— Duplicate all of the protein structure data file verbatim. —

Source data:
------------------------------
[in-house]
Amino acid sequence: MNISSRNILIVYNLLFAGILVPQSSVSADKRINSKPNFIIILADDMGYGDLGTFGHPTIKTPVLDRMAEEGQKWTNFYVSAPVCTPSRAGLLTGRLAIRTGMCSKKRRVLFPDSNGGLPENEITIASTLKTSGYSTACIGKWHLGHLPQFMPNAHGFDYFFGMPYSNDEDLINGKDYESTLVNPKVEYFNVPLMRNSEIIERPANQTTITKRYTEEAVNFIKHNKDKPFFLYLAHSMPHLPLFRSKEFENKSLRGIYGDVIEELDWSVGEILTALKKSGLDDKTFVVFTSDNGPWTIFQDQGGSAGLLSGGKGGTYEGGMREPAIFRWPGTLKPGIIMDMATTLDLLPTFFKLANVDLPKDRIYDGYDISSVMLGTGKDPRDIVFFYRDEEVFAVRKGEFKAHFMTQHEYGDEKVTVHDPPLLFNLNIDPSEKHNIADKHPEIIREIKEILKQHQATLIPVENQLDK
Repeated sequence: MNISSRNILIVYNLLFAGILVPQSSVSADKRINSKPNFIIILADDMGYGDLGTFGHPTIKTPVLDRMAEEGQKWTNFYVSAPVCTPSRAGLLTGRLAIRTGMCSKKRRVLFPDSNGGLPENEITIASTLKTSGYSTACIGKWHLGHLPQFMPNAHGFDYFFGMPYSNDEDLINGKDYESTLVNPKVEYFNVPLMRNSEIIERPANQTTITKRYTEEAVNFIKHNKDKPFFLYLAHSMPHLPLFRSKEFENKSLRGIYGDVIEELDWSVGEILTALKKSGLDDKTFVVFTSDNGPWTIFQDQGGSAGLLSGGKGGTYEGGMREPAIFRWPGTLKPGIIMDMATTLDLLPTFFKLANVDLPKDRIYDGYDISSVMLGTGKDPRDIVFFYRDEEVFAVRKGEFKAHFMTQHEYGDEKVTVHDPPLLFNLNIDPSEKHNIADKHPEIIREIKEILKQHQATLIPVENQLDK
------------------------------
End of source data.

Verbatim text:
[in-house]
Amino acid sequence: MNISSRNILIVYNLLFAGILVPQSSVSADKRINSKPNFIIILADDMGYGDLGTFGHPTIKTPVLDRMAEEGQKWTNFYVSAPVCTPSRAGLLTGRLAIRTGMCSKKRRVLFPDSNGGLPENEITIASTLKTSGYSTACIGKWHLGHLPQFMPNAHGFDYFFGMPYSNDEDLINGKDYESTLVNPKVEYFNVPLMRNSEIIERPANQTTITKRYTEEAVNFIKHNKDKPFFLYLAHSMPHLPLFRSKEFENKSLRGIYGDVIEELDWSVGEILTALKKSGLDDKTFVVFTSDNGPWTIFQDQGGSAGLLSGGKGGTYEGGMREPAIFRWPGTLKPGIIMDMATTLDLLPTFFKLANVDLPKDRIYDGYDISSVMLGTGKDPRDIVFFYRDEEVFAVRKGEFKAHFMTQHEYGDEKVTVHDPPLLFNLNIDPSEKHNIADKHPEIIREIKEILKQHQATLIPVENQLDK
Repeated sequence: MNISSRNILIVYNLLFAGILVPQSSVSADKRINSKPNFIIILADDMGYGDLGTFGHPTIKTPVLDRMAEEGQKWTNFYVSAPVCTPSRAGLLTGRLAIRTGMCSKKRRVLFPDSNGGLPENEITIASTLKTSGYSTACIGKWHLGHLPQFMPNAHGFDYFFGMPYSNDEDLINGKDYESTLVNPKVEYFNVPLMRNSEIIERPANQTTITKRYTEEAVNFIKHNKDKPFFLYLAHSMPHLPLFRSKEFENKSLRGIYGDVIEELDWSVGEILTALKKSGLDDKTFVVFTSDNGPWTIFQDQGGSAGLLSGGKGGTYEGGMREPAIFRWPGTLKPGIIMDMATTLDLLPTFFKLANVDLPKDRIYDGYDISSVMLGTGKDPRDIVFFYRDEEVFAVRKGEFKAHFMTQHEYGDEKVTVHDPPLLFNLNIDPSEKHNIADKHPEIIREIKEILKQHQATLIPVENQLDK